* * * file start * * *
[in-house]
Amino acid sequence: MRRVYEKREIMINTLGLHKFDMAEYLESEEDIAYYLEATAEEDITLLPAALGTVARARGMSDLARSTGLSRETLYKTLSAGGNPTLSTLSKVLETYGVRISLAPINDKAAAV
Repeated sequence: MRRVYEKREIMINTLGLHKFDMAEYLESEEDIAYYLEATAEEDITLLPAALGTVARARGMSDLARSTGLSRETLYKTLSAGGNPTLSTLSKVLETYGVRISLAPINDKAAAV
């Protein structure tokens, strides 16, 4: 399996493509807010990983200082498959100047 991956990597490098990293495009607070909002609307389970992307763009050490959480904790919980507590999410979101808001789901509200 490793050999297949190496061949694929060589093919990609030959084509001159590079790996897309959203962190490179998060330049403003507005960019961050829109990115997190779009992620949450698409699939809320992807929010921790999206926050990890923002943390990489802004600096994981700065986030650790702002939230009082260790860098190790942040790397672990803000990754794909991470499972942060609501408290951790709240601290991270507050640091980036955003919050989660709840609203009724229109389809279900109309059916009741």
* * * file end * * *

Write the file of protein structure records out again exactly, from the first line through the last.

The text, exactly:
[in-house]
Amino acid sequence: MRRVYEKREIMINTLGLHKFDMAEYLESEEDIAYYLEATAEEDITLLPAALGTVARARGMSDLARSTGLSRETLYKTLSAGGNPTLSTLSKVLETYGVRISLAPINDKAAAV
Repeated sequence: MRRVYEKREIMINTLGLHKFDMAEYLESEEDIAYYLEATAEEDITLLPAALGTVARARGMSDLARSTGLSRETLYKTLSAGGNPTLSTLSKVLETYGVRISLAPINDKAAAV
């Protein structure tokens, strides 16, 4: 399996493509807010990983200082498959100047 991956990597490098990293495009607070909002609307389970992307763009050490959480904790919980507590999410979101808001789901509200 490793050999297949190496061949694929060589093919990609030959084509001159590079790996897309959203962190490179998060330049403003507005960019961050829109990115997190779009992620949450698409699939809320992807929010921790999206926050990890923002943390990489802004600096994981700065986030650790702002939230009082260790860098190790942040790397672990803000990754794909991470499972942060609501408290951790709240601290991270507050640091980036955003919050989660709840609203009724229109389809279900109309059916009741």